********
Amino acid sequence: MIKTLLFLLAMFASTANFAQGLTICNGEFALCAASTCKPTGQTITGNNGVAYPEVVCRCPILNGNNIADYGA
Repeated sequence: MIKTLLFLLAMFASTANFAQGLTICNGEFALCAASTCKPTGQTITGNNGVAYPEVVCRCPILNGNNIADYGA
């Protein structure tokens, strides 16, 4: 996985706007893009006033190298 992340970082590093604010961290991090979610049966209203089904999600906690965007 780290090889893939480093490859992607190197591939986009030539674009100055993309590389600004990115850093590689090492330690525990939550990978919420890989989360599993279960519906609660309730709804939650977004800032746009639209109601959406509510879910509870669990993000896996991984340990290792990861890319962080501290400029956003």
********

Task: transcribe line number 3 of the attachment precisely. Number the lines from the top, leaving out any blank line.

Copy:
């Protein structure tokens, strides 16, 4: 996985706007893009006033190298 992340970082590093604010961290991090979610049966209203089904999600906690965007 780290090889893939480093490859992607190197591939986009030539674009100055993309590389600004990115850093590689090492330690525990939550990978919420890989989360599993279960519906609660309730709804939650977004800032746009639209109601959406509510879910509870669990993000896996991984340990290792990861890319962080501290400029956003």